With no hometown discount coming, Cano could be gone next year

The Yankees have been talking about a $189 million budget for over a year now and throughout that entire time it has been a given that they would eventually re-sign Robinson Cano despite the budget.

However, it’s becoming more and more obvious that Cano is going to be looking for one of the largest contracts in baseball history and considering he is going to be 31 when he hits free agency it’s is becoming more and more likely that he skips town a year from now.

More from Mark Feinsand and Christian Red of the NY Daily News:

According to two industry sources familiar with Cano’s situation, the Yankees’ Gold Glove second baseman may very well bolt the Bronx once he becomes a free agent.

“I don’t think he’ll be with the Yankees beyond next season,” one of the sources told the Daily News. “He’s not giving them a hometown discount, and they seem to be more interested in keeping their payroll down than winning.”

Although Cano, who attended the celebrity golf tournament sponsored by David Ortiz this weekend at the Dominican Cap Cana resort, told the Daily News that he would “love” to remain a Yankee for life, he also added: “I know this is a business. . . . It’s up to them…”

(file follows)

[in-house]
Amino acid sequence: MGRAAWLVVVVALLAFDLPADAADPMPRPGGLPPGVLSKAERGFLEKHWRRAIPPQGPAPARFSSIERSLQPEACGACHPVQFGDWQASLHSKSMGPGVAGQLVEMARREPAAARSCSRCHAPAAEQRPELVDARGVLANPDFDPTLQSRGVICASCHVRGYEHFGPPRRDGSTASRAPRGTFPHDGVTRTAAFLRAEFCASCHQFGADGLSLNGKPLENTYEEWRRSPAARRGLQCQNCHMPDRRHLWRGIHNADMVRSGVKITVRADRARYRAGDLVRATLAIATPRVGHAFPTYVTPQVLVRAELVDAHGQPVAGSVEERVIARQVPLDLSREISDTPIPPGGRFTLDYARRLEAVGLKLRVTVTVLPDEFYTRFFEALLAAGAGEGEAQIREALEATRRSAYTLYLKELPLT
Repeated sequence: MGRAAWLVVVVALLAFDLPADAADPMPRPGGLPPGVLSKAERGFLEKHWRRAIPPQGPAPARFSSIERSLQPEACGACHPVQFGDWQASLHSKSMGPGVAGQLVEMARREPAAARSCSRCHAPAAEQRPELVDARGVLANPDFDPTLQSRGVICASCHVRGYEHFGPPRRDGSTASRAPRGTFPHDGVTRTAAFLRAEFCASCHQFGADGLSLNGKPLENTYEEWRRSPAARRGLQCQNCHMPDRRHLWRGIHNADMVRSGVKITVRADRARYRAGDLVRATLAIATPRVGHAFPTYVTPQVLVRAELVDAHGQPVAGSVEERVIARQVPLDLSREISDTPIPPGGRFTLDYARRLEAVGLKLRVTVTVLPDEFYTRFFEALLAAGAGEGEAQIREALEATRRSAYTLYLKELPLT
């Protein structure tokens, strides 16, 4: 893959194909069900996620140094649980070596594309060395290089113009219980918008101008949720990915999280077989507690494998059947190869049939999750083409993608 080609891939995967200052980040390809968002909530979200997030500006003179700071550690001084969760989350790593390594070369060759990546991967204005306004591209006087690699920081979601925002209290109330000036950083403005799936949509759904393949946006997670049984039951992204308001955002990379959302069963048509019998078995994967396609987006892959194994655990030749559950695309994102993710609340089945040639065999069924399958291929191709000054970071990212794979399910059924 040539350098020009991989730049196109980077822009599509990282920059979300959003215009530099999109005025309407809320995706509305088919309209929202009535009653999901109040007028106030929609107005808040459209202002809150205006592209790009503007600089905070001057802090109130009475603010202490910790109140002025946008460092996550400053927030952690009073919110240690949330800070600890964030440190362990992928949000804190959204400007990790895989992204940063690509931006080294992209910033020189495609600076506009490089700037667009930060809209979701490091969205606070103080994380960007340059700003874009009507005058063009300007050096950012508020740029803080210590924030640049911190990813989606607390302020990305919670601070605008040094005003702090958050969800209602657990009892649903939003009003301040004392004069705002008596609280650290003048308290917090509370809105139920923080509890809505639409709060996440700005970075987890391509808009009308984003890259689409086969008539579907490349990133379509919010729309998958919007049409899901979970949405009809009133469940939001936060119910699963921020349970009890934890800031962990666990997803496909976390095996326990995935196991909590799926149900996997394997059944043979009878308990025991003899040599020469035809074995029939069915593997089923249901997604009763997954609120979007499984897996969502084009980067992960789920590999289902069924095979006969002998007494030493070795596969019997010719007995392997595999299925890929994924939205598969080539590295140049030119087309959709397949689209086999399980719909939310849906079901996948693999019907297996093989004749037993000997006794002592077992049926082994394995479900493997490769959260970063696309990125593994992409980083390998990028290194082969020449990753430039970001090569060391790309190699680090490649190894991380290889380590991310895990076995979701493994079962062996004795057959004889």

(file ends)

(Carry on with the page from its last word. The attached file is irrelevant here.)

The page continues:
…Another baseball source suggested that Cano will seek a deal similar to A-Rod’s, one that has become an albatross for the Bombers, who might be hesitant to tie up that much money and that many years in Cano, 30.

“He knows he’s the best player on the Yankees,” the second source said of Cano. “There’s no reason for him not to be paid that way.”

If we’ve found out anything this offseason it is that the Yankees are very serious with their budget. They also have two decent second base prospects coming up through the system that should both be ready by 2014 in David Adams and Corban Joseph. They absolutely could afford to give Cano $25 million a year, but that will kill their financial flexibility and would just add another Alex Rodriguez type contract to the books that will eventually be just as big an albatross.

Expect the Yankees to try to retain Cano, but they’ll be patient about it. They’ll probably encourage him to test the market, have him see what else is out there, and then, if they’re comfortable with how the market develops, make a strong, competitive offer. There will be a line drawn though and if he passes it he’s probably as good as gone.